Minister preparing a bill to ban hymen reconstruction

Health minister motivated to empower women and break away from old-fashioned health myths

The health minister, Ellen Trane Nørby, is preparing a bill to ban hymen reconstruction – a practice that is becoming increasingly common at private clinics in Denmark.

Artificial reconstruction will not be allowed unless there is a medical purpose. If the law is breached, fines will be enforced.

The hymen is a thin membrane that covers the vaginal opening, and it is commonly believed that it bursts during sexual intercourse for the first time and causes bleeding.

However, according to Wellness Kliniek, this is an exaggeration, as only 44 percent of women experience bleeding when they lose their virginity.

Almost half of reconstructions for the purpose of demonstrating bleeding on a wedding night, for example, are therefore a waste of time.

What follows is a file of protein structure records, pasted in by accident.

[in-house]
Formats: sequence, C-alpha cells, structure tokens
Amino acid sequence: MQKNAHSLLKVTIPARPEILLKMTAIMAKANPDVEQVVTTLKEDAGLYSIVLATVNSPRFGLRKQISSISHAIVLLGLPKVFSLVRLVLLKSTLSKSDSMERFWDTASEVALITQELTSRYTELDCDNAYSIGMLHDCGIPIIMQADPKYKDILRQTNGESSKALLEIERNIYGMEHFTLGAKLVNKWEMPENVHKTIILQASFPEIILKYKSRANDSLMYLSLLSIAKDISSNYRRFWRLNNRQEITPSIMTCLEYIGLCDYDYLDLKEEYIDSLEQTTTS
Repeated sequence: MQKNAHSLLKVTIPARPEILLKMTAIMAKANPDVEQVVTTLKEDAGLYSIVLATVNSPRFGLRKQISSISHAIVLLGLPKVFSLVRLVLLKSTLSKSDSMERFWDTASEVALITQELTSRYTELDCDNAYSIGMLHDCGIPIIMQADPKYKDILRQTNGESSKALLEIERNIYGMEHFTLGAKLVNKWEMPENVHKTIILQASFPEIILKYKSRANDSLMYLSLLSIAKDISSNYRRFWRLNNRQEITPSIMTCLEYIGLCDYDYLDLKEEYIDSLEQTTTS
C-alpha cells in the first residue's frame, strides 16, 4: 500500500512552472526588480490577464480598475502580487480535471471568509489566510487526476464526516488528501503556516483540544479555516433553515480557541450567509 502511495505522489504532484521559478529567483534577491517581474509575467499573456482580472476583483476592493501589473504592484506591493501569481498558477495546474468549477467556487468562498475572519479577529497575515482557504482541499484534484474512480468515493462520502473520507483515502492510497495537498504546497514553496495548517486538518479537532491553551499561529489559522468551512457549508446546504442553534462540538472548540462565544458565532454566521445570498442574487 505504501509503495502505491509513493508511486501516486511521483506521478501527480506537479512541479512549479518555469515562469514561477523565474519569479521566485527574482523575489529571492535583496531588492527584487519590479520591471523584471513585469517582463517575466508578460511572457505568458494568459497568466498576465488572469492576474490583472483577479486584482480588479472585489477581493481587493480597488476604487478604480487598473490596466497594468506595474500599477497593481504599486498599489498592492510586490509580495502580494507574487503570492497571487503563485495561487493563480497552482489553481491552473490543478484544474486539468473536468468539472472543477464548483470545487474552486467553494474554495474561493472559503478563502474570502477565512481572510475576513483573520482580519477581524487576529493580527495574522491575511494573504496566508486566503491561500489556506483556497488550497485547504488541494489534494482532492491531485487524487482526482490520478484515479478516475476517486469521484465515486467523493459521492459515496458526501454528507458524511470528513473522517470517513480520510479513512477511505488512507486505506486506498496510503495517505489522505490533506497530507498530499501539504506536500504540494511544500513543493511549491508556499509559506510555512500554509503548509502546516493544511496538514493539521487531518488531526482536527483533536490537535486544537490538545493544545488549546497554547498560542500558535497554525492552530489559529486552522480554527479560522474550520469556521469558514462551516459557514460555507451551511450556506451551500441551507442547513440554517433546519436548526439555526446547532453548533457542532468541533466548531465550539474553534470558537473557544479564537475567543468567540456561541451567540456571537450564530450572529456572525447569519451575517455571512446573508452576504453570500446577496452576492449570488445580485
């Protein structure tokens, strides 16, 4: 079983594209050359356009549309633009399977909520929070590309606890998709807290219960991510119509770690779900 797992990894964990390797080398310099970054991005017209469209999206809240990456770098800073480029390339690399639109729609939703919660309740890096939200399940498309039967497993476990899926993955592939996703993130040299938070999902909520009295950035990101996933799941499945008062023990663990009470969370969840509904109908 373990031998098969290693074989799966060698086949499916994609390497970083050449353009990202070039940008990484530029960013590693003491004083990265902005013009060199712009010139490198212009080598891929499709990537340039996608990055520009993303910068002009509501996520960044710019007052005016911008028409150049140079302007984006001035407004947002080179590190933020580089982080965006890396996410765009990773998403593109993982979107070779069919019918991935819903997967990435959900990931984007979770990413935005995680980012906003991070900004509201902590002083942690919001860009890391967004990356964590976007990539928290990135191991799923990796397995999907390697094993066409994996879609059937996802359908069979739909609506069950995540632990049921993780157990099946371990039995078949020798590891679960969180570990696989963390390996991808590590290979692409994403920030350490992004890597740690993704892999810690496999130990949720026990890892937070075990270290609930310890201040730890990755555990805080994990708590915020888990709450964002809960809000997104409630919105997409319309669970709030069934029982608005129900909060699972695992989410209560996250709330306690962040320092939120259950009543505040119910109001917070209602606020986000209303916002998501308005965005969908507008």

A message to young women
As well as dispelling some of the myths that surround women bleeding after their first sexual encounter, the minister also wants to raise awareness of old-fashioned ideologies and female oppression.

“The bill comes from my deep desire to modernise the language we use about women’s bodies,” Nørby said.

“I want to send a message to young women that they shouldn’t feel like they’re under pressure to have an invasive procedure to satisfy a myth about what it means to be a woman in 2018.”

Similar to piercings
According to Wellness Kliniek, which offers hymen surgery, the procedure should be carried out four to six weeks before the wedding night.

Under anesthetic, remnants of the hymen are pieced together to close the tear.

The HC Anderson Clinic offers reconstructions for 6,000 kroner.

The head of the clinic, plastic surgeon Jens Pilegaard, confirmed to Ekstra Bladet that there is heavy demand for the procedure.

“It’s similar to girls who want to have piercings on their face,” he told the tabloid.